Why "Noah" Doesn't Hold Water
The "Noah" film is set to release in March. The trailer just released.
I've been dreading this, on several levels. The problem isn't the stellar cast, the talented director, the elaborate visuals or the Resurrection-Of-The-70s-Disaster-Film premise.
The problem is that, if the movie holds closely enough to the scriptural account (and that remains to be seen), we'll quite likely see the film propped up by the likes of Ken Ham, Ray Comfort, a hundred megapastors and thousands of evangelical churches. This happens every decade or so.
In my religious days as a Christian radio host, we hosted a live broadcast and special promotion for another biblical film, "The Prince of Egypt," rallying the community to support the movie and even use it as an evangelical tool.
When Mel Gibson released his torture-porn classic, "The Passion of the Christ," churches organized special screenings and field trips to local theaters, and the vacuous bloodbath became one of the highest-grossing films of the year.
And here we stand again, awaiting the faithful's misty-eyed embrace of their beloved Noah story and the emotion-based preaching, pleas and proselytizing that will follow.
And while so many audience members surrender to the screenwriter(s), the moody cinematography, the Oscar-bait cast, the squillion-dollar CGI effects, the pounding choral score and the goosebumps preceding the closing credits, the rest of us will find ourselves, again, attempting to snap the fingers of reason to awake them from their stupor.
It's amazing that the story has been taught as fact for so long. After all, it fails to meet any logical, evidential or moral standard. For example:
- Everyone was evil? Even newborn babies? The unborn? The deaf/mute? The mentally ill? The sick and afflicted?
- How did a 600-year-old guy build a football-stadium-sized boat using only trees and pitch?
- What about specialized diets for the animals? Bamboo for the giant pandas? Eucalyptus for the koalas? Meat for the carnivores? Plants for the herbivores?
- Where was the food stored? How did it keep from spoiling?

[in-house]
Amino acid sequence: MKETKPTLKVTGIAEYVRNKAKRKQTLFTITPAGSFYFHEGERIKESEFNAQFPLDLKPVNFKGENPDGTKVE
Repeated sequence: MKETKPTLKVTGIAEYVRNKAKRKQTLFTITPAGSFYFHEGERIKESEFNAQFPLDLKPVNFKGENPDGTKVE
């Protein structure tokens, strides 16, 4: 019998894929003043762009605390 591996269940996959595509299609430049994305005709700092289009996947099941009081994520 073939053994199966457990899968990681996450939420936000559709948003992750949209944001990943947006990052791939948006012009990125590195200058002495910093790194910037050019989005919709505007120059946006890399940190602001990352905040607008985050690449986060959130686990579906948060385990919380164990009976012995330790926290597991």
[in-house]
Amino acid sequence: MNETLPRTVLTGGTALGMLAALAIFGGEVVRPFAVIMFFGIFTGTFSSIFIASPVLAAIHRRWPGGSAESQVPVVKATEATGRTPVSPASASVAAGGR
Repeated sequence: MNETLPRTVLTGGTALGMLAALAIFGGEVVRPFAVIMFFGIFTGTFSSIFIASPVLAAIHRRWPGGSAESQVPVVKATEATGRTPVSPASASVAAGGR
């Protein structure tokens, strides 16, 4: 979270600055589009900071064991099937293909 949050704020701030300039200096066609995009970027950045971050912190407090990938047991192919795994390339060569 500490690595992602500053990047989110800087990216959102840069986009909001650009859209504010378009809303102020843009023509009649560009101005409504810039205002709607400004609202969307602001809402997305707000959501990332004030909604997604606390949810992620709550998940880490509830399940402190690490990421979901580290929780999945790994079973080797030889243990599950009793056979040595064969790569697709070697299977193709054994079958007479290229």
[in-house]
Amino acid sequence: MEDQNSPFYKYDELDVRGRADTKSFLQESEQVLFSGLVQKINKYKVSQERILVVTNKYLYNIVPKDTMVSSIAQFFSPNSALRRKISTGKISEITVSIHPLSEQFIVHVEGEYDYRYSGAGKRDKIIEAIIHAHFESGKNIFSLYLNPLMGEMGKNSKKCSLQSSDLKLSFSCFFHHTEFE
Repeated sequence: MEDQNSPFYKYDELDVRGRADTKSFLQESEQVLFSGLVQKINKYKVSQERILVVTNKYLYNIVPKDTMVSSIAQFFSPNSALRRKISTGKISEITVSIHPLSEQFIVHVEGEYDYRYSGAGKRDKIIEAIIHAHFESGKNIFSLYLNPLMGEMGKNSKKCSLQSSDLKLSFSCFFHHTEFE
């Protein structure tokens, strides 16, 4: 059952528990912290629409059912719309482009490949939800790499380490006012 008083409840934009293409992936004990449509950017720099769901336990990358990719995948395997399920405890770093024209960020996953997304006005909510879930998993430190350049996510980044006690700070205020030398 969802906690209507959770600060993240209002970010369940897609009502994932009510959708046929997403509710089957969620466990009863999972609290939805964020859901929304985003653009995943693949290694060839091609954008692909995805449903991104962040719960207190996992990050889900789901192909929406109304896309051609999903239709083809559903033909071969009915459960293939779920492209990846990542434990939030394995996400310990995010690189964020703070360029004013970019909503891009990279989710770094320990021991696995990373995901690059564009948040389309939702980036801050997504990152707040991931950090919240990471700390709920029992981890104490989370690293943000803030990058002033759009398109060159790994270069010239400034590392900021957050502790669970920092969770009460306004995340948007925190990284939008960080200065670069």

- How did penguins, polar bears and other arctic animals travel thousands of miles and then survive in the middle east heat?
- How did eight people over 500 years in age shovel thousands of tons of animal waste out of a 450-foot-long boat with a single window?
- Why didn't the toxic mix of fresh rainwater and salty seawater kill all of the lake and ocean creatures?
- Why did Noah have to send a dove to find land when Noah and God were on speaking terms a few verses before?
- If the ark had no rudder, no motor and no sail, what difference did the dove make? Seeing land would have had no bearing on the ark's final resting place.
- When the ark landed, with all animal and plant life on earth dead, what did the humans and animals eat?
- Was incest really part of God's plan for repopulation? And how did we end up with thousands of various ethnic groups in only 4,000 years?
- Why did the worthy protagonist of this story spend his latter years naked, drunk and in disgrace?
- Why the elaborate flood? Why not just vaporize the evil humans and skip the flood?
- If God is truly omniscient and sees all, wouldn't he have seen the corruption of humankind before he ever created the world, avoiding the whole charade by implementing a better plan? Or does he have a blind spot?
- Why is there no geological evidence (none, nada, zip) for a global flood?
Now, if you're interested in the film as entertaining fiction and big-screen bombast, wonderful. But we skeptics in the audience who decide to attend will undoubtedly be sitting mere feet from devout Christians parents who brought their children to a blockbuster bible lesson, and for many of the swooning faithful, there will be teary-eyed rejoicing and shouts of "True!" over this boat full of bull.